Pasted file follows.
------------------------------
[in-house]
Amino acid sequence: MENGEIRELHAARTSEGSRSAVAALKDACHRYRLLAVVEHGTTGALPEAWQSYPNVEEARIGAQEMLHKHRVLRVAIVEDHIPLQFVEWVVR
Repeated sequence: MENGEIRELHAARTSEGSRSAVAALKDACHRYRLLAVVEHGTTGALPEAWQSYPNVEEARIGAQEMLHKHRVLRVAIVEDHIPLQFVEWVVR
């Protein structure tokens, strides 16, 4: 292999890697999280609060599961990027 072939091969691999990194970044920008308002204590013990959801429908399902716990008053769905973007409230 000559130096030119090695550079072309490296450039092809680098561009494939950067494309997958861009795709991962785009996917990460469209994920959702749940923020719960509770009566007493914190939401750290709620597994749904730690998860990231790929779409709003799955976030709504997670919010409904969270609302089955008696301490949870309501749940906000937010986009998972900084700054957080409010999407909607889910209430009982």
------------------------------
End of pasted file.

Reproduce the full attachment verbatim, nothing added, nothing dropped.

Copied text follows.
[in-house]
Amino acid sequence: MENGEIRELHAARTSEGSRSAVAALKDACHRYRLLAVVEHGTTGALPEAWQSYPNVEEARIGAQEMLHKHRVLRVAIVEDHIPLQFVEWVVR
Repeated sequence: MENGEIRELHAARTSEGSRSAVAALKDACHRYRLLAVVEHGTTGALPEAWQSYPNVEEARIGAQEMLHKHRVLRVAIVEDHIPLQFVEWVVR
């Protein structure tokens, strides 16, 4: 292999890697999280609060599961990027 072939091969691999990194970044920008308002204590013990959801429908399902716990008053769905973007409230 000559130096030119090695550079072309490296450039092809680098561009494939950067494309997958861009795709991962785009996917990460469209994920959702749940923020719960509770009566007493914190939401750290709620597994749904730690998860990231790929779409709003799955976030709504997670919010409904969270609302089955008696301490949870309501749940906000937010986009998972900084700054957080409010999407909607889910209430009982």